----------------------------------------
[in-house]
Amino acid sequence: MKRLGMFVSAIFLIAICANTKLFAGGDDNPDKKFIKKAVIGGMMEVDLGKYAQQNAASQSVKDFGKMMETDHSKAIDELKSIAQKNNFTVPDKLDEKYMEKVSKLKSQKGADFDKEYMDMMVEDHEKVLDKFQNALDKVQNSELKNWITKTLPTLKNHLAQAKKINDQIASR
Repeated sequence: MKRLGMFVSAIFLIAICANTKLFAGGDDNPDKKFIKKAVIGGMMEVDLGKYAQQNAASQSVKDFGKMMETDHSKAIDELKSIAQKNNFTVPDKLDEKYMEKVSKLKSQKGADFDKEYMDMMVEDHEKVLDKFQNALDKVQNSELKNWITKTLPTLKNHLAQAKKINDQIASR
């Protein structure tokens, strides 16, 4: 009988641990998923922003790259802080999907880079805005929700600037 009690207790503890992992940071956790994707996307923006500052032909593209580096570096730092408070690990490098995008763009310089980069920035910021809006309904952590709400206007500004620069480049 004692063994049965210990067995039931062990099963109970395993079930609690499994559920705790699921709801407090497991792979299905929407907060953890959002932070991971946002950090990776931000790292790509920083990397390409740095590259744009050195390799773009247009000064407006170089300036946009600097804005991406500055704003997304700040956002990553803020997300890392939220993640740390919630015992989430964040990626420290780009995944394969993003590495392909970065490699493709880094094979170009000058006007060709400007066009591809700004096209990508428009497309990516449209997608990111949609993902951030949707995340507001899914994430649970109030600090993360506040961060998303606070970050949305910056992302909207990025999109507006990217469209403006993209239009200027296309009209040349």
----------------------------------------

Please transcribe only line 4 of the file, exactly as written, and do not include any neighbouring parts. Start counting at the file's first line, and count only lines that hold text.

């Protein structure tokens, strides 16, 4: 009988641990998923922003790259802080999907880079805005929700600037 009690207790503890992992940071956790994707996307923006500052032909593209580096570096730092408070690990490098995008763009310089980069920035910021809006309904952590709400206007500004620069480049 004692063994049965210990067995039931062990099963109970395993079930609690499994559920705790699921709801407090497991792979299905929407907060953890959002932070991971946002950090990776931000790292790509920083990397390409740095590259744009050195390799773009247009000064407006170089300036946009600097804005991406500055704003997304700040956002990553803020997300890392939220993640740390919630015992989430964040990626420290780009995944394969993003590495392909970065490699493709880094094979170009000058006007060709400007066009591809700004096209990508428009497309990516449209997608990111949609993902951030949707995340507001899914994430649970109030600090993360506040961060998303606070970050949305910056992302909207990025999109507006990217469209403006993209239009200027296309009209040349």